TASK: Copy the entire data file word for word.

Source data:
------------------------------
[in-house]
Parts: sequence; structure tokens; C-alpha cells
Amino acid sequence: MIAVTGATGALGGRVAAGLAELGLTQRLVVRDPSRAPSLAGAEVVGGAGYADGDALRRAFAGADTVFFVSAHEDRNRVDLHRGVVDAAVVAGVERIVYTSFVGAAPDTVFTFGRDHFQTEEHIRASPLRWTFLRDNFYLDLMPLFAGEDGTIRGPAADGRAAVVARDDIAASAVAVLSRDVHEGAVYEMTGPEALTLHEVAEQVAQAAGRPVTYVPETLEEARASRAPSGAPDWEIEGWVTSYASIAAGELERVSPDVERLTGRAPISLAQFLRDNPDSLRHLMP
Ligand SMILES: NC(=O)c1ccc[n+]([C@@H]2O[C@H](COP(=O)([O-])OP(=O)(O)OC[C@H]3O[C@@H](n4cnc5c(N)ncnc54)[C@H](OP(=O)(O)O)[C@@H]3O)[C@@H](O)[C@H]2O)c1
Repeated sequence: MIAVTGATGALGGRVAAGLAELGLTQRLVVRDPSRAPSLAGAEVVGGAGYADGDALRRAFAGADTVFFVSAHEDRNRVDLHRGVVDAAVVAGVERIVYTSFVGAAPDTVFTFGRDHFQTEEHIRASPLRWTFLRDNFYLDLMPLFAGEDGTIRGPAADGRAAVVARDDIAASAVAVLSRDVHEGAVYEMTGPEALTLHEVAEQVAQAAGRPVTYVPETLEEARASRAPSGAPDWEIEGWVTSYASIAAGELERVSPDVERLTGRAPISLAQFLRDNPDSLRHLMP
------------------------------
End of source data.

[in-house]
Parts: sequence; structure tokens; C-alpha cells
Amino acid sequence: MIAVTGATGALGGRVAAGLAELGLTQRLVVRDPSRAPSLAGAEVVGGAGYADGDALRRAFAGADTVFFVSAHEDRNRVDLHRGVVDAAVVAGVERIVYTSFVGAAPDTVFTFGRDHFQTEEHIRASPLRWTFLRDNFYLDLMPLFAGEDGTIRGPAADGRAAVVARDDIAASAVAVLSRDVHEGAVYEMTGPEALTLHEVAEQVAQAAGRPVTYVPETLEEARASRAPSGAPDWEIEGWVTSYASIAAGELERVSPDVERLTGRAPISLAQFLRDNPDSLRHLMP
Ligand SMILES: NC(=O)c1ccc[n+]([C@@H]2O[C@H](COP(=O)([O-])OP(=O)(O)OC[C@H]3O[C@@H](n4cnc5c(N)ncnc54)[C@H](OP(=O)(O)O)[C@@H]3O)[C@@H](O)[C@H]2O)c1
Repeated sequence: MIAVTGATGALGGRVAAGLAELGLTQRLVVRDPSRAPSLAGAEVVGGAGYADGDALRRAFAGADTVFFVSAHEDRNRVDLHRGVVDAAVVAGVERIVYTSFVGAAPDTVFTFGRDHFQTEEHIRASPLRWTFLRDNFYLDLMPLFAGEDGTIRGPAADGRAAVVARDDIAASAVAVLSRDVHEGAVYEMTGPEALTLHEVAEQVAQAAGRPVTYVPETLEEARASRAPSGAPDWEIEGWVTSYASIAAGELERVSPDVERLTGRAPISLAQFLRDNPDSLRHLMP